Lecture 14: The Restoration and the Eighteenth Century
Jonathan Swift: Gulliver's Travels
Gulliver and his Travels were probably conceived sometime in 1714, during one of the meetings of the Scriblerus Club in London. Swift began writing the book in 1721 and worked on the manuscript over a number of years, finally publishing it in 1726. Of the book, he wrote to Pope in 1725, "...the chief end I propose to myself in all my labors is to vex the world rather than divert it." And over the centuries, Gulliver's Travels has vexed readers and critics, who can't agree on how to perceive or interpret it.
In the character of Gulliver, Swift is using a familiar device: the traveller who journeys to strange places and is sooner or later forced to make comparisons between his native land and the wondrous places he has seen. Gulliver is an average Englishman: he is a member of the middle class, a middle son, from Nottinghamshire, in the middle of England. He serves as Swift's mask. Critics have disagreed about how much Gulliver represents Swift; some see him as Swift's comic tool; others see him as expressing Swift's own opinions and feelings; yet others say that sometimes Swift preserves a detachment from Gulliver, while at other times the mask slips and Swift shows through.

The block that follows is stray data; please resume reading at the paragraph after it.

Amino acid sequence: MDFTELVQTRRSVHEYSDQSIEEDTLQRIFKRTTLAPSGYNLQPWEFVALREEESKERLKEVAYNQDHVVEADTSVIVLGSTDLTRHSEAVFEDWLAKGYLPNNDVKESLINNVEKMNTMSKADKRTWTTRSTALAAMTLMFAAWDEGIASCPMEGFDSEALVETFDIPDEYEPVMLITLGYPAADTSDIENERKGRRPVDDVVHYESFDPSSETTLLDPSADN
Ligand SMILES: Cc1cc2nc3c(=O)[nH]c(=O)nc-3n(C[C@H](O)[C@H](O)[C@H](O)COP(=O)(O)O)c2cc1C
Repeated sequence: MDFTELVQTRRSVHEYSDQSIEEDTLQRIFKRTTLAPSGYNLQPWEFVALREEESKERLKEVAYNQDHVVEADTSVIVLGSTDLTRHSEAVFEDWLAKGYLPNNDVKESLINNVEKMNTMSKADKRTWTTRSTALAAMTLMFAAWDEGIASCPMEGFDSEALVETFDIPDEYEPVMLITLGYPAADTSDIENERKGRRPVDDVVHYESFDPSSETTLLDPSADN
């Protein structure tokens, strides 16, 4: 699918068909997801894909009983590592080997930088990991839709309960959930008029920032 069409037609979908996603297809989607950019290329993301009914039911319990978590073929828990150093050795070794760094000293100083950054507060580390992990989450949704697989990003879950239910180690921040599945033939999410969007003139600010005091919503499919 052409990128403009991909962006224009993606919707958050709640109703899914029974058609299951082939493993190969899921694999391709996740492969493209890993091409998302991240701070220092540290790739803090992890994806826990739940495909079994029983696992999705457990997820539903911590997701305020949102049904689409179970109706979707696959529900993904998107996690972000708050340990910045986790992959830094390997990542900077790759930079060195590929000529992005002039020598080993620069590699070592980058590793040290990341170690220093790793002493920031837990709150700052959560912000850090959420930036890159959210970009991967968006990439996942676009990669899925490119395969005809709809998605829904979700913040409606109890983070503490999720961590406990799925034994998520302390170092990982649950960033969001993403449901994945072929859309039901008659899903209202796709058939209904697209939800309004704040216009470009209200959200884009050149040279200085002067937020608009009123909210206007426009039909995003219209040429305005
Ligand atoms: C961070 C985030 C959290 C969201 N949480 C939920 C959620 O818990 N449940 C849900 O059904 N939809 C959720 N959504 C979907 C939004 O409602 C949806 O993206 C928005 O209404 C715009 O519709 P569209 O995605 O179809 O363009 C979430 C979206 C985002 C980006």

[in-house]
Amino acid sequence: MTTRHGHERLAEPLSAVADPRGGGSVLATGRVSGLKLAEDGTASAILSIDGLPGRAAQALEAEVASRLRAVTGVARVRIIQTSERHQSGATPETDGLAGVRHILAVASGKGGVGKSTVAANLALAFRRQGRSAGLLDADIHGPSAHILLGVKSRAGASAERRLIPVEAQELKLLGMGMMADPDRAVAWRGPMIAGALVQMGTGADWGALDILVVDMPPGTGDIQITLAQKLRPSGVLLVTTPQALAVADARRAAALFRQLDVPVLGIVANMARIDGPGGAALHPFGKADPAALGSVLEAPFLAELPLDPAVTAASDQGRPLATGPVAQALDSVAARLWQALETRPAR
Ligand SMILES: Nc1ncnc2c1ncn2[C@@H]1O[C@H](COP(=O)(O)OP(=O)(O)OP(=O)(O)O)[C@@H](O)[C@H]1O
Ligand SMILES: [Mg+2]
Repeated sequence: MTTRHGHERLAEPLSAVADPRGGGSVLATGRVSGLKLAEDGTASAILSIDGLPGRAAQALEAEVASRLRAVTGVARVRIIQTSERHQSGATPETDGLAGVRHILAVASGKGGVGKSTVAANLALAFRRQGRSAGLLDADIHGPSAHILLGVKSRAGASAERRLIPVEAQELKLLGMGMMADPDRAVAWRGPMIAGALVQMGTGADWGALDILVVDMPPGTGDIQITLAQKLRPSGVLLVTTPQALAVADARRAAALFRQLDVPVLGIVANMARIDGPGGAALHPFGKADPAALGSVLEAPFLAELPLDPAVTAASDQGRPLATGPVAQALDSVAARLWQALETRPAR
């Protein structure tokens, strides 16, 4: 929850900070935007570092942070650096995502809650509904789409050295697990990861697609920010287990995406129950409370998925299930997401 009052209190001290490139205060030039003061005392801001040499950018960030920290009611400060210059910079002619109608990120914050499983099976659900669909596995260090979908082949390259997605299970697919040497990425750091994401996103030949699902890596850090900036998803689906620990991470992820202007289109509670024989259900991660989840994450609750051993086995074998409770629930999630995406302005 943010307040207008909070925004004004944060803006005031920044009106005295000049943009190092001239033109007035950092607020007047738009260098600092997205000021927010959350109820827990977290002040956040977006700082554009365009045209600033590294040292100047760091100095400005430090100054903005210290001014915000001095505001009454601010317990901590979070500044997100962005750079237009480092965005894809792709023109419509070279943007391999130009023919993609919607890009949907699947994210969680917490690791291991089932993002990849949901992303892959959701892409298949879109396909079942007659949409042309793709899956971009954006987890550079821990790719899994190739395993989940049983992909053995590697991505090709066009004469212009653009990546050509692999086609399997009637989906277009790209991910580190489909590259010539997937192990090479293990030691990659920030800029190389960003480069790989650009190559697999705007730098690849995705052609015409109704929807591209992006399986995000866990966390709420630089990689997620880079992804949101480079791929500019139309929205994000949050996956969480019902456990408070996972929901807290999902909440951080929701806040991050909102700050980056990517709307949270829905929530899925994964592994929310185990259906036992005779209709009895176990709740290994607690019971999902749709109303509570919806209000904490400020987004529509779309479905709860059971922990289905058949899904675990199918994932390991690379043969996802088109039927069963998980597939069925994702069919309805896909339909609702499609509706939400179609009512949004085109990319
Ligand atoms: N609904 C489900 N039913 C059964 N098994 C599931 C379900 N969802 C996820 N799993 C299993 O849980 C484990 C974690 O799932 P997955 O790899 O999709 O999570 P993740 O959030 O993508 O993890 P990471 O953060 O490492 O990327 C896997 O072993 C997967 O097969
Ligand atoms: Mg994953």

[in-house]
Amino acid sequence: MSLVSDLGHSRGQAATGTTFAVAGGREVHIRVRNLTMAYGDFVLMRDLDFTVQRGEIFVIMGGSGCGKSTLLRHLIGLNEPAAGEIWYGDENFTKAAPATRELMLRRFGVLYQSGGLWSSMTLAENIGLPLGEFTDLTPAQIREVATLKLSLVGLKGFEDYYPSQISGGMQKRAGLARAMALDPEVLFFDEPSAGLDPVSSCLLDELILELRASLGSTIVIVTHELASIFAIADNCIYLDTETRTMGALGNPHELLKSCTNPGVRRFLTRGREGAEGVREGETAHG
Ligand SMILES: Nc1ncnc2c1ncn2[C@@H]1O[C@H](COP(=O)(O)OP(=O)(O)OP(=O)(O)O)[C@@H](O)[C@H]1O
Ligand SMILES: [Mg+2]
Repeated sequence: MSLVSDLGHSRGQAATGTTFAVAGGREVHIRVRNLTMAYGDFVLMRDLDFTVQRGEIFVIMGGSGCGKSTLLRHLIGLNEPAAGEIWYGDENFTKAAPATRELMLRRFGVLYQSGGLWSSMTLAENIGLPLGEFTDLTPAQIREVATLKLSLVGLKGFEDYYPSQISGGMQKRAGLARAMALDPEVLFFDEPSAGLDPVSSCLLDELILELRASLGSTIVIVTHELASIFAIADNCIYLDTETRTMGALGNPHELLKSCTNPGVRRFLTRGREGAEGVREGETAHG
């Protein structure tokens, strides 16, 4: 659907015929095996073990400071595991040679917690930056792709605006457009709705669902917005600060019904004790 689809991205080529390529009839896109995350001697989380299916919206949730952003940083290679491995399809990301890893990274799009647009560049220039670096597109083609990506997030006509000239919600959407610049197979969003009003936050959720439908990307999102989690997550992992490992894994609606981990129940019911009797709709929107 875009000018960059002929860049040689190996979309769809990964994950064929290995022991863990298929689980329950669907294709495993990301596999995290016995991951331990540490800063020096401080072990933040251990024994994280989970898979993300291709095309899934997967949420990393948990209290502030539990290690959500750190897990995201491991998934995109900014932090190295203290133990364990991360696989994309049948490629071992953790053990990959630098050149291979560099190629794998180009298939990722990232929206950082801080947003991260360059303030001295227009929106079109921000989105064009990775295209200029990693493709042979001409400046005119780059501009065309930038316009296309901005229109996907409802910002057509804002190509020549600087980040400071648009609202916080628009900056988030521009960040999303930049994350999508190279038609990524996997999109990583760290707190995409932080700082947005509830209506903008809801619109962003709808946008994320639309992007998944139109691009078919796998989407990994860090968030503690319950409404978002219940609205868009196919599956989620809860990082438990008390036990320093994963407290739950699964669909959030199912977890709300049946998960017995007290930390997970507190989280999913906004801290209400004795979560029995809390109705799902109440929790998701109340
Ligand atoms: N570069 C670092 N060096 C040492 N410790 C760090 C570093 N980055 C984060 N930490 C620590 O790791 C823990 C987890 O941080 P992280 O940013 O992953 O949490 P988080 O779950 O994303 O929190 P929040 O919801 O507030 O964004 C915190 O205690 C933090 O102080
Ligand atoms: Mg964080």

There are various ways to read Gulliver's Travels:
- First, it is a satire on travel books and those who write them. Gulliver overwhelms his readers with unnecessary detail, never sorting out what is important from what is trivial.
- Gulliver's Travels can also be read as simply a very funny story.
- It is also a satire on people and events of the day, notably Robert Walpole, the Prime Minister; most of the overt political satire appears in the first book, which details Gulliver's voyage to Lilliput.
- It is an allegory which exposes man's pride, abuse of his neighbors, and moral blindness.
One of the structurally unifying devices of the book is the use of an "accident" to force Gulliver into each of the countries on which he reports. In the first book, this accident is a simple shipwreck, which is not really anyone's fault. By Book IV, however, the "accident" is Gulliver's betrayal by his own shipmates; and it is in Book IV that Gulliver becomes most acutely aware of human faults.
In Book I, Swift lets us know that Gulliver's judgments and evaluations are not entirely to be trusted. Gulliver does not lie to us; but he fails to see, for example, after putting out the fire in the palace by urinating on it, why the Queen should be so offended and would wish to live elsewhere. In the case of the Lilliputian lady accused of immoral behavior with him, he attempts to defend her honor with protestations of their virtue, missing the obvious and compelling reason why there could be nothing between them: he is six feet tall and she is six inches tall.
Thus, by the time Gulliver reaches the land of the Houyhnhnms, we know not to accept all his evaluations at face value. But Gulliver's utter sincerity and anguish can cause us to forget that, so that we are inclined to believe, with him, that the Yahoos are despicable and the Houyhnhnms are ideal.